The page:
Oddly enough, the topic was raised here (and yes, the lady is a convert, not a cradle Catholic).


Myself, I'd be more concerned with the way our local chapel has been hacked about (what they've done to the altar doesn't bear describing) and less worried about covering my head. After all, as Mr Akin admits:

"The Church does not judge it necessary for you to wear a head covering in the presence of the Eucharist, however. This was required under the 1917 Code of Canon Law, but when the 1983 Code was released, the requirement was abolished."

bellatrys From: bellatrys Date: August 9th, 2006 01:09 pm (UTC) (Link)

I think I've talked about this before

but I've looked to try to find *rational* explanations of Paul there, in the Rabbinic tradition, and haven't - not ones that will be bluntly owned up to, as in "women make us horny, it's embarrassing to get a woody while a man is praying, for G-d's sake cover yourselves!" (I *still* can't figure out why a woman's natural hair is indecent, per Orthodox teaching - but it's okay to wear an indistinguishable *wig* made of some *other* woman's natural hair, so long as it doesn't turn out that that hair was dedicated as an Offering to Parvati. Kleenexes and bobby pins.)

The bit about the angels has been explained as referring, frex, to the notion of the "sons of god taking daughters of men" as husbands out of that obscure bit in Genesis - you'll be kidnapped and ravished by a sexy Luciferian and made to bear children with superpowers who will conquer the world, see. The bit about long hair being "natural" on a woman and "unnatural" on a man and that's why men shouldn't cover their heads makes no sense to me as an archeology/art history junkie (let alone in light of yarmulkes): I've *been* to Rome, for St. Pete's sake, I've seen the statues that were all around the ancient world, and the wall paintings too, and I'm sorry, but you go look at the Ara Pacis where it was in Paul's day, and you see Noble Roman guys pulling up their togas to yes, cover their heads, when they worship. You also look long enough, and you'll see marbles and encaustics of Roman and Greek guys with longer flowing hair, and even aristocratic women with short hair, and so obviously social conventions changed and were visibly recorded for posterity over the generations in the Mediterranean. Ornate/gaudy and severe Republican styles all came and went in the dance of fashion, too. It doesn't make any sense whether you consider it as Paul the devout Jew, or Paul the proud Roman citizen, or Paul the even prouder Greek scholar--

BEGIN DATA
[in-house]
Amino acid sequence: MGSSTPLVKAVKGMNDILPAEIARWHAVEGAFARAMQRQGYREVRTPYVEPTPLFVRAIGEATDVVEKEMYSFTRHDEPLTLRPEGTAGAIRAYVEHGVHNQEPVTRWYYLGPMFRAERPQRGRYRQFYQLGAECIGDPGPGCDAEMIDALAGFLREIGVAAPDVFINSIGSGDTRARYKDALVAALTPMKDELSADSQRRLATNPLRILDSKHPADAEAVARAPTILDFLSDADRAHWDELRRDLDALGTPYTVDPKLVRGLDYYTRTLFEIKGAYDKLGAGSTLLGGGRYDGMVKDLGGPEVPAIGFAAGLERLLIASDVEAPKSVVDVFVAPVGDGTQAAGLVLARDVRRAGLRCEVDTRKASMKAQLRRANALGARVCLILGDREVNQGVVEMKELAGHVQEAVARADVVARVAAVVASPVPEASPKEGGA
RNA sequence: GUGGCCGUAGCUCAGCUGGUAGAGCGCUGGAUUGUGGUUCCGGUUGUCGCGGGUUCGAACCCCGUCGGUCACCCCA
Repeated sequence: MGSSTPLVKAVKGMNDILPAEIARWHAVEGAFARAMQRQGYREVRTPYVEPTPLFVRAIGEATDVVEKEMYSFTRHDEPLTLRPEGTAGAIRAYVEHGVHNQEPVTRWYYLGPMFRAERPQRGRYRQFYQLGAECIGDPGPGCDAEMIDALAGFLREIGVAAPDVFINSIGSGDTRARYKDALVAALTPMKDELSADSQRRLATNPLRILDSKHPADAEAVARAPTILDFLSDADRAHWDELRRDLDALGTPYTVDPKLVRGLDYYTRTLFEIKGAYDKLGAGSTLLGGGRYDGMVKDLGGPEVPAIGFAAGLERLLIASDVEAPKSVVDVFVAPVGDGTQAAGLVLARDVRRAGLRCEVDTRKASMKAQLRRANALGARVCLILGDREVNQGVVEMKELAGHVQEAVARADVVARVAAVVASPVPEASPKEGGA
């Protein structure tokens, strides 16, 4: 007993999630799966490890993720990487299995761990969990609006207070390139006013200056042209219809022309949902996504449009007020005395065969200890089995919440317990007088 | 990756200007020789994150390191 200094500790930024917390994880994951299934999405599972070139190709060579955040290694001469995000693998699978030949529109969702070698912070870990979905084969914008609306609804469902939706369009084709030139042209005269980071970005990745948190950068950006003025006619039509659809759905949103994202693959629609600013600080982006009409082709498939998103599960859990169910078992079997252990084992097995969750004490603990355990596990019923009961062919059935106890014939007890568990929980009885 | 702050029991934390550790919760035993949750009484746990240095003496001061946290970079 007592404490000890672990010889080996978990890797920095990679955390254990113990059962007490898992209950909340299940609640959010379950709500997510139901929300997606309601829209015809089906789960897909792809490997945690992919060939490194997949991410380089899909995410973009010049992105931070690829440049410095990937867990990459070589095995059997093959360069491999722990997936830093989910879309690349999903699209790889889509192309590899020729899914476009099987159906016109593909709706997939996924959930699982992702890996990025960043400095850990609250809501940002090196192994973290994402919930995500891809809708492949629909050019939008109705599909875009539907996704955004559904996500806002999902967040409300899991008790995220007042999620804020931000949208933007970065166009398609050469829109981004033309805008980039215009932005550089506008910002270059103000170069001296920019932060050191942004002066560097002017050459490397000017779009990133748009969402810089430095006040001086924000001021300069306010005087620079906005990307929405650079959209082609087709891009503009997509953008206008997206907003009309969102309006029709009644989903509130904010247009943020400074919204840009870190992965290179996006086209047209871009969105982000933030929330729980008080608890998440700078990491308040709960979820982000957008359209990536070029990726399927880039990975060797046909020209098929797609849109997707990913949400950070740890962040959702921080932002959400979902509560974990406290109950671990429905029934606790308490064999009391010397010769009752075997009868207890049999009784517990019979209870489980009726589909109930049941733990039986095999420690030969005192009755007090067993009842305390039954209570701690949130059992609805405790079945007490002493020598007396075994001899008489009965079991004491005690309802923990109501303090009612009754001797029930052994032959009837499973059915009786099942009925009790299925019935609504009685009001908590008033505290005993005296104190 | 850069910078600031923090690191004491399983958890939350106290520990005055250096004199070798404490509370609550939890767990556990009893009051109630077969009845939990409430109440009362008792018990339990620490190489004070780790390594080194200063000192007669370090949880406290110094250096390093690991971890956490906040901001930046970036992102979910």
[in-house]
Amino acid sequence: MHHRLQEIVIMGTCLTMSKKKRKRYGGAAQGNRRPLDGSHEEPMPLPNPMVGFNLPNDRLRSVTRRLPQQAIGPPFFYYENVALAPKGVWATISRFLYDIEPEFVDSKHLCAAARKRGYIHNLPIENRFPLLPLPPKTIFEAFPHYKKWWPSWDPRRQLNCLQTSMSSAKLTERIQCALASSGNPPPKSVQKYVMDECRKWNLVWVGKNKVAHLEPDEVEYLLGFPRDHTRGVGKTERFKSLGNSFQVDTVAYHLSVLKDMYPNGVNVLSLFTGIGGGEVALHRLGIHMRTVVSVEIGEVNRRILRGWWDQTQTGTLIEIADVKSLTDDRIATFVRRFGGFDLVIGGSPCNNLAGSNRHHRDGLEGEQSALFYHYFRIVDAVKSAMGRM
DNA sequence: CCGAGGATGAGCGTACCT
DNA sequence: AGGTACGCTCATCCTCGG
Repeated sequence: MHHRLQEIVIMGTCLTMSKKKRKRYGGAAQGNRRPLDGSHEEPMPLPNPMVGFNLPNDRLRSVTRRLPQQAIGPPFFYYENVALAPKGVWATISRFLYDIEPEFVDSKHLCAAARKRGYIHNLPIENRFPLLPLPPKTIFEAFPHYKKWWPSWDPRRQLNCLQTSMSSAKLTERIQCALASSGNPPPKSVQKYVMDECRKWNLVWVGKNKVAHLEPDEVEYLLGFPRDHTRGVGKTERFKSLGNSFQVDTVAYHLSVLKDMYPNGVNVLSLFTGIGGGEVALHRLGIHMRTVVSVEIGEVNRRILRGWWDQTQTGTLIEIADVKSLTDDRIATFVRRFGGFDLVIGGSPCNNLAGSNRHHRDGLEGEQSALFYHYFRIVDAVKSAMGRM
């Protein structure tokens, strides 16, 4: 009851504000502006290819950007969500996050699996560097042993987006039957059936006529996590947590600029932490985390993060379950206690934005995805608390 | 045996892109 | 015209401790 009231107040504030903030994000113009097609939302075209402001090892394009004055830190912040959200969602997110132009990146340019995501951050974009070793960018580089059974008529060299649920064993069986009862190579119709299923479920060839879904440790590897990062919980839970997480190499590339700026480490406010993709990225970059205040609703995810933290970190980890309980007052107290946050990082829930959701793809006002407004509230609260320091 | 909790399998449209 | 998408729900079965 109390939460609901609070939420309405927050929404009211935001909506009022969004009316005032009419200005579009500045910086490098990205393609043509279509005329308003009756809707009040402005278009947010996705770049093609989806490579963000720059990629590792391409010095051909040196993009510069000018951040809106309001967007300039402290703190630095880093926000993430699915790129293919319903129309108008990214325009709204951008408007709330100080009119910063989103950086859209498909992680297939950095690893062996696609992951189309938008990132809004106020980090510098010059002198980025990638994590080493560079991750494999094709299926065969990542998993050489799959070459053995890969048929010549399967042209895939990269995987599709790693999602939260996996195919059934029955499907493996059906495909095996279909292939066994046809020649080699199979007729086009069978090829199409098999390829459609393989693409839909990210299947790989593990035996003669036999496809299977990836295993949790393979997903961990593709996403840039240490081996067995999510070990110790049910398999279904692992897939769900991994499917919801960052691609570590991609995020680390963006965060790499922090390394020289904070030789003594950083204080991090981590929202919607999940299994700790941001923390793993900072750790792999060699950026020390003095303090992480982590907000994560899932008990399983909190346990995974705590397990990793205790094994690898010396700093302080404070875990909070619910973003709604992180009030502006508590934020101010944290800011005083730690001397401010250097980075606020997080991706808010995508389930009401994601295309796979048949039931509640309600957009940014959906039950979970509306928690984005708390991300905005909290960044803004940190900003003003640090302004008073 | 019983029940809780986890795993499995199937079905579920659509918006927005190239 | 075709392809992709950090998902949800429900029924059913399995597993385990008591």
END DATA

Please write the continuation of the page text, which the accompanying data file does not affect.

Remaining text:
So either Paul was being the Cranky Old Guy complaining about Kids These Days (who also existed in Classical times) and how they all wanna look like Goths and Gauls and you can't tell the boys from the girls, buncha fags and tomboys, what's the world coming to! and also making the Way He Felt Things Ought To Be out to be the Divine Laws of Nature, like that guy with his ice-cream fetish - or this is something Kludged In during later times, an Accretion, to suit Early Medieval fads and beliefs. Which is entirely possible, given a) the problematic provenance of the Pauline corpus, and b) the fact that Pious Forgers did this kind of thing regularly, q.v. Pseudo-Dionysus.
nenya_kanadka From: nenya_kanadka Date: August 9th, 2006 11:28 pm (UTC) (Link)

Re: I think I've talked about this before

Hmmm, the idea of Paul as Cranky Old Guy complaining about the kids--I like that... :D
From: deiseach Date: August 10th, 2006 11:48 am (UTC) (Link)

It would be fascinating to know the background